While still not caught up with 2019 sales levels, the in-store bakery did have five items tracking in the plus the week of Aug. 9 vs. 2019. Cakes, cookies, breakfast items, bread and croissants all had slight or moderate gains over the same week a year ago. That pushed total random-weight baked goods sales to just 5.2% below its year-ago levels.
Doughnuts and rolls, often merchandised as a bulk item in the fresh bakery, continued to be down in double digits.
Deli, dairy and bakery sales for the third week of August will likely continued to be affected by high consumer concern over the coronavirus. Everyday spending on groceries, including necessities and indulgent items, will increasingly depend on shoppers’ individual financial situation as economic pressure and uncertainty is mounting. Back-to-school season is in full swing, though it looks very differently from prior years in most states. This will continue to impact year-over-year trend lines, particularly for foods affected by breakfast and lunch occasions with many more children at home while participating in virtual education. Retail sales are likely to remain elevated for weeks to come.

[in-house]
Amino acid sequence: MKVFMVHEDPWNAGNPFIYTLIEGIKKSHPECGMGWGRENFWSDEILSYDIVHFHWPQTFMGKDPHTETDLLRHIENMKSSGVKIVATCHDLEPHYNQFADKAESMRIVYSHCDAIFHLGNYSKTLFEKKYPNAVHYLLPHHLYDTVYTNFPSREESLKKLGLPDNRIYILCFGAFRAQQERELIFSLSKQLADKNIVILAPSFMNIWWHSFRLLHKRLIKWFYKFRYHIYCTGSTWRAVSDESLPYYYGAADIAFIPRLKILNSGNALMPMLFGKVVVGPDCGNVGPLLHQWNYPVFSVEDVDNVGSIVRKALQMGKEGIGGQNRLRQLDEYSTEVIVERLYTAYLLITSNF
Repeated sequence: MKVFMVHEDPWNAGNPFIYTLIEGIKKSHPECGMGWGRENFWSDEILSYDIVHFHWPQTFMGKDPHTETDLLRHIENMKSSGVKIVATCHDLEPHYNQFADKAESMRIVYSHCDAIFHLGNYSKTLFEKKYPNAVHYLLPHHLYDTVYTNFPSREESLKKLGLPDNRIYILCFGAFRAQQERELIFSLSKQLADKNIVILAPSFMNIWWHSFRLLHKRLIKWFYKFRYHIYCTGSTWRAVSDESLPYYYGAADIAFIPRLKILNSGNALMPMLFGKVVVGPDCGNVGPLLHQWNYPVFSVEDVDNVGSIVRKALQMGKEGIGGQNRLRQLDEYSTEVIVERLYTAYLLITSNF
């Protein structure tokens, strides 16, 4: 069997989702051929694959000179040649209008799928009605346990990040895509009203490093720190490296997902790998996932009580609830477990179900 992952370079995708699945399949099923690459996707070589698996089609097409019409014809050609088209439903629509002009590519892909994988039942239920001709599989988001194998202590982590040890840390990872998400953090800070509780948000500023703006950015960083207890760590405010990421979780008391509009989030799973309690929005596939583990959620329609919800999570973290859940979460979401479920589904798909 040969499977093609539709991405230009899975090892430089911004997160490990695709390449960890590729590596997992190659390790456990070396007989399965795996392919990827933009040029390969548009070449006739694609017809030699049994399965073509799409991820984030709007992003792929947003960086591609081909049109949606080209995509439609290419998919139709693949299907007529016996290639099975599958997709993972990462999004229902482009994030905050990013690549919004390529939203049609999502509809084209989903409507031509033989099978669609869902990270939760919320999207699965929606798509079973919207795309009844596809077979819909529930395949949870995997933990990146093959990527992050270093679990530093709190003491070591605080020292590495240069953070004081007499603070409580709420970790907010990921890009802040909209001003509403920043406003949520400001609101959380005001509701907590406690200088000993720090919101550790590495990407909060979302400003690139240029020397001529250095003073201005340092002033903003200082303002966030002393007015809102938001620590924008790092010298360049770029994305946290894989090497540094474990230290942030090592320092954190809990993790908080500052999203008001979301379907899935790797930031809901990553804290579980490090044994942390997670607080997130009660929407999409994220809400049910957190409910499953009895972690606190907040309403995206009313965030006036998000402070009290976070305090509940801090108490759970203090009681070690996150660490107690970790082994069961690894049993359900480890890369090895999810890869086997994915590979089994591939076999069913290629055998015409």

Anne-Marie Roerink is principal of 210 Analytics, which specializes in research for the food retailing industry and authors studies in meat, produce, bakery, deli, frozen, confectionery, snacks and retail operations. She can be reached at email@example.com.